So Many Churches

My husband planned our European Adventure and was joking with us before we left that our goal was to visit a castle, a church and a museum everyday!

We have seen such a variety of churches so far, from the super huge to the really teeny tiny. We have visited: St Giles Cathedral, Queen Mary’s Chapel and a Salvation Army church in Edinburgh; a very famous Chapel in Rosslyn; a Salvation Army church meeting in a Methodist church in Newcastle; Yorkminster Cathedral; Coventry Cathedral; 2 small church graveyards that are the resting places of CS Lewis and Roald Dahl and today we visited St Paul’s Cathedral in London for Evensong.

With each location there was a significant amount of difference from the others we had seen, but also a number of similarities. Each time I catch my first glimpse of the church I am enamored by the surroundings. I love observing the different areas and points of decoration while I look with interest for those symbols and items that give glory to God and those that raise questions as to what they might mean.

Of all the churches we have seen so far the one that has brought me to tears is Coventry Cathedral. As we came around the corner I remember the sight taking my breath away. It wasn’t quite what I’d expected, but I recall feeling quite overwhelmed.

I stood looking at the contrast between the bombed out remains of the one structure standing in the shadow of the new Cathedral built next to it. You see, after the bombing and fire that destroyed the original church the townspeople had a choice to rebuild the old church, but they decided to leave it as it was as a memorial for peace and reconciliation. It seemed better, somehow, than building the new structure and totally eliminating the recollection of what was, erasing the pain of what was lost.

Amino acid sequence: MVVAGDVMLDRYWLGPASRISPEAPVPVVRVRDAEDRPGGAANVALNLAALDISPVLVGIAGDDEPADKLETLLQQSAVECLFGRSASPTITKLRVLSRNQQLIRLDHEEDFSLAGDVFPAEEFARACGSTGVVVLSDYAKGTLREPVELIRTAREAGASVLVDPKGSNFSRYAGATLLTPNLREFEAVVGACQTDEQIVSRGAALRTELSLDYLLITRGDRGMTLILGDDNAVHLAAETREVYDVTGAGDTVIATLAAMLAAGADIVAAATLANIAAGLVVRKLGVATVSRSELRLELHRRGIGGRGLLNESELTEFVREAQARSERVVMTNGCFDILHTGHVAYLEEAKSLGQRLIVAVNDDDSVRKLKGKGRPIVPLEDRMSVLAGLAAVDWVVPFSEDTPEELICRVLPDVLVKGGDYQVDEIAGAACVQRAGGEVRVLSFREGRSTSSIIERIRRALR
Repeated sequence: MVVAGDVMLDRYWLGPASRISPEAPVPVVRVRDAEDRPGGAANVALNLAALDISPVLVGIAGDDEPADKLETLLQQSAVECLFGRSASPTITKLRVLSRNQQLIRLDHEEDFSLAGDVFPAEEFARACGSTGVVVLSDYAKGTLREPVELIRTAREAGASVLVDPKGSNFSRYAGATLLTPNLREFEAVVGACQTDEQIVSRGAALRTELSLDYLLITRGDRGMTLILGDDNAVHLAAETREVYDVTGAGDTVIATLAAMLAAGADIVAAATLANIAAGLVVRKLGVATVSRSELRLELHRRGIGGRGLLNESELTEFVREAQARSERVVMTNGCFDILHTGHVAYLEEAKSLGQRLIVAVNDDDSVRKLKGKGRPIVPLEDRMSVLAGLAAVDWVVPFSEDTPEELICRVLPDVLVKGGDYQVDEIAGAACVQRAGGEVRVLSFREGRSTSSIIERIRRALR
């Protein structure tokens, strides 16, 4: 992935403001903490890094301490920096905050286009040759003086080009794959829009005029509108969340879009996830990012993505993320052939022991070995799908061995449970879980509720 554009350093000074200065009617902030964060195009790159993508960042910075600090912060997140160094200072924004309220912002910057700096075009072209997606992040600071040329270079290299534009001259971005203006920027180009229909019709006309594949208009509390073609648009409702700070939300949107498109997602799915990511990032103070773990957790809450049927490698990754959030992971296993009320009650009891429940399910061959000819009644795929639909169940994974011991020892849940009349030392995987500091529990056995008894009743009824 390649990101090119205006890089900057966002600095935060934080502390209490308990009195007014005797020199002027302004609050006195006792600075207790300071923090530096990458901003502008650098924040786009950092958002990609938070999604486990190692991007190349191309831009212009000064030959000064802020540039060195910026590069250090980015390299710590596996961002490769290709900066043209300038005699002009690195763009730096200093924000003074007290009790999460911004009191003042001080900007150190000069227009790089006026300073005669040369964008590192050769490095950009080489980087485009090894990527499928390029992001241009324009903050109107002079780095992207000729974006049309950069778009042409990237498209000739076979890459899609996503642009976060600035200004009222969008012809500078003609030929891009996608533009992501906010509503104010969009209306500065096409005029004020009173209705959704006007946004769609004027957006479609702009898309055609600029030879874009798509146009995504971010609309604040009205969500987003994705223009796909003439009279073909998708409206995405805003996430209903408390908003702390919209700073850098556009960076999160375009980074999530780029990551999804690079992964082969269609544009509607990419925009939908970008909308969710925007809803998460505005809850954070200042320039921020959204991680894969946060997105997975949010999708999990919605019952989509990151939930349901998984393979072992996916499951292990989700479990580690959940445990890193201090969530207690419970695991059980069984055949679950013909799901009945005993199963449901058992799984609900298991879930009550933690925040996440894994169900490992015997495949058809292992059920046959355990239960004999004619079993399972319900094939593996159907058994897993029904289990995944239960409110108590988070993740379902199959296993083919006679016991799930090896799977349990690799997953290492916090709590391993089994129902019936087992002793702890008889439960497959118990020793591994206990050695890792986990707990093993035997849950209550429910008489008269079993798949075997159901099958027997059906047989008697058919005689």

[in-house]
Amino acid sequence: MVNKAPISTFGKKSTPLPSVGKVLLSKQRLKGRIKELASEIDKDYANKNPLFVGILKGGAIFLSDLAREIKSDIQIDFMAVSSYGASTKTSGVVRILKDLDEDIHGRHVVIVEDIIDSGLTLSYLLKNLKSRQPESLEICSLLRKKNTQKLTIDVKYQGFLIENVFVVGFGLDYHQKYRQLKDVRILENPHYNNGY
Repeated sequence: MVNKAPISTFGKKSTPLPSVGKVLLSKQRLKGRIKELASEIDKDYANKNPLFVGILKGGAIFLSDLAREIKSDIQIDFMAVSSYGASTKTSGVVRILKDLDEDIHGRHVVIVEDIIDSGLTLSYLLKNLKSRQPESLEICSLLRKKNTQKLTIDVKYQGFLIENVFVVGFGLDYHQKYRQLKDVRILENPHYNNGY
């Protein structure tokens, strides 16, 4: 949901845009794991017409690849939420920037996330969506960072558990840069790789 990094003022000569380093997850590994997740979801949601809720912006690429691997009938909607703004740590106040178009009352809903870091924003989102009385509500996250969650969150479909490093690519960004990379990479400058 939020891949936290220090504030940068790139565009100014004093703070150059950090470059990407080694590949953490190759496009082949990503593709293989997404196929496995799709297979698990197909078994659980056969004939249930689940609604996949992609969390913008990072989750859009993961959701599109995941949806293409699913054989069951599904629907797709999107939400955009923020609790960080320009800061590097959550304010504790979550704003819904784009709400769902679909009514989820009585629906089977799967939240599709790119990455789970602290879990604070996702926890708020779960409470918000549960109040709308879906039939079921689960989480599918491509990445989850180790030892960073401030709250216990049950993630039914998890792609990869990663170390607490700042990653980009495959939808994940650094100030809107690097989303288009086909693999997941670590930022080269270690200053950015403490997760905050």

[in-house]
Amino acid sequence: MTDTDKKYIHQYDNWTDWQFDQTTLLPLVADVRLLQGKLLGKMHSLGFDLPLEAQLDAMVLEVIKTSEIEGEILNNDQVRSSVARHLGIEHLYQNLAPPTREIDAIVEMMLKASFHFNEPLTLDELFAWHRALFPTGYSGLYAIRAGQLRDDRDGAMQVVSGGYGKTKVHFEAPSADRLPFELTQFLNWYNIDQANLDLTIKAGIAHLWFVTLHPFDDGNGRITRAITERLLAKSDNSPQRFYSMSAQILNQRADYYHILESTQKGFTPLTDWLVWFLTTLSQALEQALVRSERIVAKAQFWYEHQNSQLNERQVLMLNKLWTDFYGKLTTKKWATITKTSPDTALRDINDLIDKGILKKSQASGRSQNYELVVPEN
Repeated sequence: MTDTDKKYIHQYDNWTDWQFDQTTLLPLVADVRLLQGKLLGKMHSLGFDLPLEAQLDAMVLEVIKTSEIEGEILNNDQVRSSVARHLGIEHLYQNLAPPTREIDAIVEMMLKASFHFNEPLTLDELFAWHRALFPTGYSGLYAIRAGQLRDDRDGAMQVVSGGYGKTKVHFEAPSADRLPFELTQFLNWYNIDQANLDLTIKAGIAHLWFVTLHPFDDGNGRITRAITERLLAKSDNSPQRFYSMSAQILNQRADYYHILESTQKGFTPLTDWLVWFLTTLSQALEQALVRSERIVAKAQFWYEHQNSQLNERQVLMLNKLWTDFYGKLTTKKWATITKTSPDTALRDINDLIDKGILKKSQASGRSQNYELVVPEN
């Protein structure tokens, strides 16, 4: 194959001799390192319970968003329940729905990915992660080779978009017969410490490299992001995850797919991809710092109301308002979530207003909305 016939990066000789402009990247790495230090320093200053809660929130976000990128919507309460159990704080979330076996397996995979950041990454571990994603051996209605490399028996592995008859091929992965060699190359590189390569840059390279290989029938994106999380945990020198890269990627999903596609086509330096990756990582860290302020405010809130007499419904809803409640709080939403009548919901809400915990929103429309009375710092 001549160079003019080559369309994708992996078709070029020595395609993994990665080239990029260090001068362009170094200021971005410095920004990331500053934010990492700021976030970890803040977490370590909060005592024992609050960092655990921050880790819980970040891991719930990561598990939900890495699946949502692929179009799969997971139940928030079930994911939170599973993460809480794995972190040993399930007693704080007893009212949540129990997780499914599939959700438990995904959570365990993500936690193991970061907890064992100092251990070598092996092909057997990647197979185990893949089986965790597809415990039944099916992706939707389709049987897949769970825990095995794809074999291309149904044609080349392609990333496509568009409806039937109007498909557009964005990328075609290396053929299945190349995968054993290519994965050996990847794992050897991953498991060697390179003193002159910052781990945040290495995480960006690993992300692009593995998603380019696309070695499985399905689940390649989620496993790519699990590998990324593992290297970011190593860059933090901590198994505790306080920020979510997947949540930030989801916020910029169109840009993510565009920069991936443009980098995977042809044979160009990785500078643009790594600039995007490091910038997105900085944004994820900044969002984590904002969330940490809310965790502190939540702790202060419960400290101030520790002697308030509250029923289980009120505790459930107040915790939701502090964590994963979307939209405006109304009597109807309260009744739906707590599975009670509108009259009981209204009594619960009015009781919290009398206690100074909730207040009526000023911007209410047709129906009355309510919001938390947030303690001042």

For me, Coventry Cathedral stands as a stark reminder of what happens when evil reigns. When one party decides they are right and their enemy is wrong then they justify the destruction of homes and businesses and places of worship and lives. Much harm has been done over the centuries in the belief that these types of actions are necessary, but what is actually necessary is more forgiveness. More “I’m sorry”. More grace. More compassion. More tolerance. More love. Much, much more.

While none of us can have much impact in the course of world history and conflict, we have plenty of choice with regard to our own personal wars. We have the choice to destroy or to reconcile. We can offer forgiveness so that relationships are not left with the question of “will we rebuild or start over?”.

On the wall of the new Cathedral in Coventry is this striking sculpture …

It depicts St Michael standing over a bound and defeated Lucifer. Despite the evil that was intended for the township that night, the way they chose to respond meant that they were not overcome by it. I love this imagery of good being victorious, despite the circumstances. I pray that it is so for my life, with God’s help, and I pray it is so for yours also.

Be blessed.

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